From the results of the present study there is a difference in results recorded in comparison with other studies results recorded previously, and this can be explained as the isolated strains was different and the growing conditions such as growth stage also different. In addition to the high concentration of heavy metals in the study soil, which enhance the ability of tolerant to these bacteria. Those can be supported by the result of Chaturvedi [18], who reported that, the growth phase depending differences in tolerance. Qi and Hulett [21] reported that, the tolerance of growing B. thuringiensis DM55 cells has been shown to vary at different growth stages, supporting the existing evidence that the structural features of gram positive bacterial cell walls are affected by the developmental state of the cell. Another reason for these results differences is the variance in design of experiment, such as growth media composition as clarified by Kumar et al. [22]. Complex media such as LB precipitate Pb as a result of sequestration with organic moieties thus reduce the bioavailability of Pb to the bacterial strains [23].

Bioaccumulation study

From the results shown in Figure 1 there is an increasing in the accumulation of Pb with the increasing of the concentration. The highest accumulation occurs in the concentration 50 mgl-1 after 6h of incubation was 0.33± 0.0007 mgg-1, while the lowest was 0.029 ± 0.268 mgg-1 after 2h. In addition to that, the rising of incubation period may reduce the accumulation for all concentrations.

biotechnology-biomaterials-Bioaccumulation

Figure 1: Bioaccumulation of Pb by D. radiodurans at different incubation period and different concentrations. LSD (0.0049).

The accumulation of Cd increase in parallel with the increasing of concentration for all studying time (Figure 2). The figure clarifies increasing in Cd accumulation with the times (2, 4 and 6 h) for concentrations 10, 20 and 50 mgl-1, then decrease during 24 and 48h. For concentration 100 mgl-1, accumulation increase within 2, 4, 6, and 24h, then decrease with 48h. The analysis of variance of bioaccumulation of Pb and Cd between time and concentration was significant (P<0.05) in all treatments as show by LSD value.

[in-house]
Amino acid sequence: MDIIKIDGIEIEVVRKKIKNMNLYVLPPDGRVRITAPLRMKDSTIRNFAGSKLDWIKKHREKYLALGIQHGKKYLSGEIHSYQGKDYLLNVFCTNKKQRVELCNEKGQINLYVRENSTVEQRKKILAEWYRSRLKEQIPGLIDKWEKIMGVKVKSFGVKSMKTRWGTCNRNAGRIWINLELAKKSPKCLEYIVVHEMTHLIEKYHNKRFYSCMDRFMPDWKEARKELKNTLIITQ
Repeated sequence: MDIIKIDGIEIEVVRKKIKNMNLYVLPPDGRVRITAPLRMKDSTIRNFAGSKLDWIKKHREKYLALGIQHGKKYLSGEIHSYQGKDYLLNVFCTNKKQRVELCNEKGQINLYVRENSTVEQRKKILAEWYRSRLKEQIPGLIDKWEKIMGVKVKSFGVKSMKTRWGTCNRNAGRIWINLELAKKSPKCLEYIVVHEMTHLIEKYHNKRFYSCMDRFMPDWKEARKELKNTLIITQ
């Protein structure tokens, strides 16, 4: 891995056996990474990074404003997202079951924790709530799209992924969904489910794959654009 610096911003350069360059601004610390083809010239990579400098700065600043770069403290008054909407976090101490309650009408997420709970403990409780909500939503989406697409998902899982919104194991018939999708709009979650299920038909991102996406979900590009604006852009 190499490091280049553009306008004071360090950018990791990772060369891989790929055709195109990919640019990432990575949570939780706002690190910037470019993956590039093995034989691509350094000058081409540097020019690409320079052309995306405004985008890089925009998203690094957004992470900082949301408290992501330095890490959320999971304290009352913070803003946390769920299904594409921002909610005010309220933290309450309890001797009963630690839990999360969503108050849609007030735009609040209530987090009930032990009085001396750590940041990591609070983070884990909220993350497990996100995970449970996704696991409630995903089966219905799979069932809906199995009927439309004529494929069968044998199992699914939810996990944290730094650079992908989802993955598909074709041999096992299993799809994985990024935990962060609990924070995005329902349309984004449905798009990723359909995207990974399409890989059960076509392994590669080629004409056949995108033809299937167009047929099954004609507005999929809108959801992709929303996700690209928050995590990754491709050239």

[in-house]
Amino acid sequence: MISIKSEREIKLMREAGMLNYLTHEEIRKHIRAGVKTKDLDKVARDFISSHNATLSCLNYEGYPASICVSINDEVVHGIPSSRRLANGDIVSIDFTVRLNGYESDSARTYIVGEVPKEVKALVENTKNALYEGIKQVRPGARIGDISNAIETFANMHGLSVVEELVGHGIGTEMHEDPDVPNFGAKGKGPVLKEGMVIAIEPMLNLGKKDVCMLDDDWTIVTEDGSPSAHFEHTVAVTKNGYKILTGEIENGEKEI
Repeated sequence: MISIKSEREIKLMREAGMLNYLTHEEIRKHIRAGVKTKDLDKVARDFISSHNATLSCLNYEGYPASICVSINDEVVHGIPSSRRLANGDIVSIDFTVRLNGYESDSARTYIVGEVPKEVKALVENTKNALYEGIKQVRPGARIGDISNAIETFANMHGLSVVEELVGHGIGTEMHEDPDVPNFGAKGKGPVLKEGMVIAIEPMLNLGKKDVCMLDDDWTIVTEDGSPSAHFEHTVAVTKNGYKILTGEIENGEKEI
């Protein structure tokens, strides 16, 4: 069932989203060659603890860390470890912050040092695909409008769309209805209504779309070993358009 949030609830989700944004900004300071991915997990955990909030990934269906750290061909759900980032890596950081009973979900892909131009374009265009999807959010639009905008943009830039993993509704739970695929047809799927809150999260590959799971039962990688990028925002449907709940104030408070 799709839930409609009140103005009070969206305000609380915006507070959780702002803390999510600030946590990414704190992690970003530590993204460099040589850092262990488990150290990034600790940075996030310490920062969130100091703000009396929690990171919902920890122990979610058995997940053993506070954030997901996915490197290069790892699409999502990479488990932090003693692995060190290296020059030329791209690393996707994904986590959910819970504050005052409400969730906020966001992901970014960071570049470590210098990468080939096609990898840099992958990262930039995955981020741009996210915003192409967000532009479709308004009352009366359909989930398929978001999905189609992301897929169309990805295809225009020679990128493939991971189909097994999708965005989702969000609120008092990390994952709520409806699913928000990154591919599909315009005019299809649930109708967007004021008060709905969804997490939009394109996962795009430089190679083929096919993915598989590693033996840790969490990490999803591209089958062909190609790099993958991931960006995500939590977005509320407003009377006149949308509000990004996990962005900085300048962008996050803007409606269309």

biotechnology-biomaterials-radiodurans

Figure 2: Bioaccumulation of Cd by D. radiodurans at different incubation period and different concentrations. LSD (0.0341).

The results of Pb and Cd accumulation showed that, this bacterium was able to accumulate high amounts of Cd 36.86 ± 0.007 mgg-1 in comparison to 0.33 ± 0.0007 mgg-1 for Pb. This may be due to difference in toxicity of these metals to this bacterium and to its intrinsic properties which help it in occupying varying tolerance, also the history of pollution of the soils from which bacterium isolated by these metals play critical tool in development ability of these bacteria to deal with such contaminations, this which agrees with the results of the present study where it show high MIC value for Cd than this for Pb for this bacterium.

From the results the accumulation increase with time, then start decreasing over specific time. This agrees with Ray et al. [24] who reported that, the accumulation of Pb by B. cereus increased with time, then starts decreasing. It may be concluded that, metal binding sites became saturated after specific time. The maximum accumulation of both of metals by this bacterium occurs in the highest concentration of metals then start decreasing with increasing of the time, this observed by Tunali et al. [25] who reported that, the amount of metal ions accumulated per unit mass of Bacillus sp. (ATS-1) increased first with increasing of the initial metal ion concentration and reached to a saturation value. Then the value changes with the initial metal ion concentration change. Also Ozdemir et al. [26] reported that, the accumulation of chromium (VI), cadmium (II) and copper (II) by Pantoea sp. TEM18 increase with high initial metals concentration, then reach to saturate so the accumulation decrease. Table 2 shows a comparison between different microorganisms and D. radiodurans in the present study.

Biomass Heavy Metals Bioremediation capacity (mgg-1) or % Heavy Metals Reference